This is a bit of a no-brainer: online dating increases your exposure to more people than you ordinarily would run into each day. Sometimes that’s not so good:
But let’s face it, it’s not always easy to meet people you want to meet and the one might be out there. There’s pretty minimal investment in online dating, for better or worse. If you use a site like eHarmony or OkCupid, they do a bit of work in figuring out your personality and finding matches that you’d likely be compatible with. That makes things even easier.
But is it worth that minimal investment? The costs of premium services, frustration of having your messages ignored, objectifying remarks, and simply the wherewithal needed to maintain yet another online account?
If you have thick enough skin, yes. It’s all in the math.
We can use a few portions of the Nanaya’s algorithm to show the impact. At a high level, there are two major factors that govern whether or not you will run into a match: how you interact within groups you belong and the chance that, upon any given encounter within a group, that a person will be your type.
I’ve used values from a volunteer who lives a rather normal, post-college life in the same city she was raised. She isn’t too picky but because there isn’t too much variation in social habits, the odds of someone new popping up aren’t distinctly high. In fact, the ideal environment for meeting compatible matches, work, is also one of the worst because of low turnover rate. She isn’t very picky but just enough that people she’ll run into out on the town will probably not be her type but a group of close friends has a different distribution of personalities than the city itself. Distant friends, family, and strangers met traveling are the smallest contribution.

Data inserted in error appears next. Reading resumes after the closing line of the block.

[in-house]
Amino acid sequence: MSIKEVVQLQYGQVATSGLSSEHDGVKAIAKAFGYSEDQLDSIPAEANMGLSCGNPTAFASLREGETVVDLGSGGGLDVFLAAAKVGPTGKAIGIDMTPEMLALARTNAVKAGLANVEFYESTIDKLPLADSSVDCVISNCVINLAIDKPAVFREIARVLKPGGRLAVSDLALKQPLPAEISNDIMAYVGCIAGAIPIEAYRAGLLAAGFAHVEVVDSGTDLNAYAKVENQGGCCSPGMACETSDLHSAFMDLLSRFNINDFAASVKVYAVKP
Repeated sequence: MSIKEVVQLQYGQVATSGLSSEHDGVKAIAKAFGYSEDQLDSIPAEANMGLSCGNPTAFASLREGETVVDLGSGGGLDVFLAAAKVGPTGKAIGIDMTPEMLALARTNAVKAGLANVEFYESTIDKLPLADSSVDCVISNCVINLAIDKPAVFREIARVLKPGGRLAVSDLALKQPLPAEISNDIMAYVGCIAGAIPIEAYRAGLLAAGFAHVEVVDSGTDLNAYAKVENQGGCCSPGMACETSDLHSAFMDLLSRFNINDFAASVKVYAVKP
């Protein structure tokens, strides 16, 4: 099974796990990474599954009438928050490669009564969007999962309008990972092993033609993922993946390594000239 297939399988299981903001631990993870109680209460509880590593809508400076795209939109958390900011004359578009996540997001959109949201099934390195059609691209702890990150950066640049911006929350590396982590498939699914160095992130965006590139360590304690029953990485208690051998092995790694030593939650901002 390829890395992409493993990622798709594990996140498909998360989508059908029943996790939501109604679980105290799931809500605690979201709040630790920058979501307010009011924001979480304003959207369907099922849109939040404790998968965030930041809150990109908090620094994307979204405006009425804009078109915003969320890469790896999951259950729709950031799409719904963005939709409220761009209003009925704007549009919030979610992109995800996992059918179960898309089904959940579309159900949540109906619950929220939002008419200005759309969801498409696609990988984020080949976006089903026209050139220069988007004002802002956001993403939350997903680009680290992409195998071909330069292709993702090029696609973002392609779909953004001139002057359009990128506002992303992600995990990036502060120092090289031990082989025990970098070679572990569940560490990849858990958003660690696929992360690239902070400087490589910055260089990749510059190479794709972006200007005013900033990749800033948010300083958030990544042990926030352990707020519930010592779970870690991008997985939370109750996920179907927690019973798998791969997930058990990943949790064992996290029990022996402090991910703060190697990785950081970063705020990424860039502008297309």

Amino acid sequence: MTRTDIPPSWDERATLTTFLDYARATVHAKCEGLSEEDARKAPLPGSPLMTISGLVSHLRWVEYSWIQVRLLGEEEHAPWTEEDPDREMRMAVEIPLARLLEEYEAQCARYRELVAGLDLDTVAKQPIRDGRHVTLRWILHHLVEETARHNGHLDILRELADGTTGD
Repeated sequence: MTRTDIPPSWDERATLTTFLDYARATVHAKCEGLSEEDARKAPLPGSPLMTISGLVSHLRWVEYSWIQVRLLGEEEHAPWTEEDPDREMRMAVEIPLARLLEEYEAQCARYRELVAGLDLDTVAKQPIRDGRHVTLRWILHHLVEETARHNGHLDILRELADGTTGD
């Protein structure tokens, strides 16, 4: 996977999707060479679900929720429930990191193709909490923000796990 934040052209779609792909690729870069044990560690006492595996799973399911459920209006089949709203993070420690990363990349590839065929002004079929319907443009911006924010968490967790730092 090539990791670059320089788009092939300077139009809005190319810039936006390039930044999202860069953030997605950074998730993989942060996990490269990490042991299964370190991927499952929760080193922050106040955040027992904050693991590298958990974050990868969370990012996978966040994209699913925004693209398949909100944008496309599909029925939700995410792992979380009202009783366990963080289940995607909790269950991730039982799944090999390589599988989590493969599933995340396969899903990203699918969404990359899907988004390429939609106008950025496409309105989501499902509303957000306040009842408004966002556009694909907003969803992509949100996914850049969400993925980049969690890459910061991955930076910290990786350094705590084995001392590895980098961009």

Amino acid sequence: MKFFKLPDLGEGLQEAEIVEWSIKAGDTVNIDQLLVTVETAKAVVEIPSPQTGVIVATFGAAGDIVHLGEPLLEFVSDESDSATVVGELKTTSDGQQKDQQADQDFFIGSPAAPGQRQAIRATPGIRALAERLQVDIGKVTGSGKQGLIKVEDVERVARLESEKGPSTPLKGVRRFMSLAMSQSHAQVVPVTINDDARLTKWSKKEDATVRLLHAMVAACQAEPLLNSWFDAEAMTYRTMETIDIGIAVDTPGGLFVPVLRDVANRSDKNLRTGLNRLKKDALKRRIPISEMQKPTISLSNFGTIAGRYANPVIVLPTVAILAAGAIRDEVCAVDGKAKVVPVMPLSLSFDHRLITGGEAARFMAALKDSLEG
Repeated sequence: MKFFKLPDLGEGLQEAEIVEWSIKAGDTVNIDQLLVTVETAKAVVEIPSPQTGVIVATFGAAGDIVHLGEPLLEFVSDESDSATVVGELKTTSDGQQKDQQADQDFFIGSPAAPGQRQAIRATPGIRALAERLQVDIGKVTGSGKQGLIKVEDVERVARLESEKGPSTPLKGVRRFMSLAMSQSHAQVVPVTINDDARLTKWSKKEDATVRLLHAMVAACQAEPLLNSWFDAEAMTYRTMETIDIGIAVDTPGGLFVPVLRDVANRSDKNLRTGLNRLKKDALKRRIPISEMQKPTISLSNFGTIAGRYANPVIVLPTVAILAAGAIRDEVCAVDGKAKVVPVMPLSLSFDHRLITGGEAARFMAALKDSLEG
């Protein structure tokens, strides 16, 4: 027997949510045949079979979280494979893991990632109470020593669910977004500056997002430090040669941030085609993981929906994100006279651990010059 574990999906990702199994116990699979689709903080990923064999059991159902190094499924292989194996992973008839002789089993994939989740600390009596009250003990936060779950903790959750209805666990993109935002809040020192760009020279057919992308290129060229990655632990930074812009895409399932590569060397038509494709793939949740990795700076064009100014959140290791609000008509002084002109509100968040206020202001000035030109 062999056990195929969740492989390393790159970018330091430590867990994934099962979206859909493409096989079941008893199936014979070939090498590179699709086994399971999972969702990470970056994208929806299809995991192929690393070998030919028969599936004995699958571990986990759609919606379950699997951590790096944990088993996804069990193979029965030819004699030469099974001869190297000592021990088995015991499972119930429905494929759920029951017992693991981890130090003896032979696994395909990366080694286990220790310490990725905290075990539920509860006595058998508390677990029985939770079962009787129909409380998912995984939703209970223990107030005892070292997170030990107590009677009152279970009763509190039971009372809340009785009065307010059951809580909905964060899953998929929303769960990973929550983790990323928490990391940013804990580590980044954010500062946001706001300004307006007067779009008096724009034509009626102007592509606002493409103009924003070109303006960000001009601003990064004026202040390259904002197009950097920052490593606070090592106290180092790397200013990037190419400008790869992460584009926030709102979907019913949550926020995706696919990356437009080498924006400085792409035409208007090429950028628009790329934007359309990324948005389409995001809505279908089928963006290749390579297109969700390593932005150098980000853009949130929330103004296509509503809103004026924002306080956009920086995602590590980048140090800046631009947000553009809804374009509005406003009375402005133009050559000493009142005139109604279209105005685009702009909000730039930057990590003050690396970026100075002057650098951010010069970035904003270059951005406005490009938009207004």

Let’s look at her odds without online dating:
The relative probability is shown for each group normalized by the “all groups” probability for that given point in time. You can compare this to the “stacked line” plot on the main page of Nanaya.
So what happens if she starts to go on a few online dates from people online starting in a year at a frequency of about one date every two months?
We can see the group breakdown for the real effect of online dating. It’s pretty dramatic, especially considering how many more people she meets elsewhere!
Some people might notice that it’s seems incorrect to separate potential matches from the local area from other, similarly local places (i.e. work and online). There’s undoubtedly validity to that argument but biased sampling, i.e. real human interactions, indicate otherwise. There are different personalities demographic, especially considering the size of the local population and the way data is aggregated. We also assume that there exists a sufficient sample of compatible men online for the volunteer to date, but most metropolitan areas are well populated when it comes to online dating and most sites do a good job of filtering. It’s that filtering that really helps the “signal to noise” problem in finding compatible partners.
Fortunately for my volunteer dating, let alone online dating, isn’t an issue. She’s actually happy in a relationship! After running the prototype, Nanaya predicted she should stick with it. A decision she had already confidently made. Good news for the volunteer and good news for continuing validation!
But the impact of online dating isn’t exclusive to that volunteer. All validation studies have shown it to be a rather significant part of improving romantic outcomes, ceteris paribus, anyway.
If you are interested in increasing your odds in finding a match, I recommend having an online dating account. Even better if the site is well trafficked and has personality testing. Log in now and again to search for new people and check on your inbox, but don’t take it too seriously. Why? That gets into ceteris paribus and that’s the subject of a later post.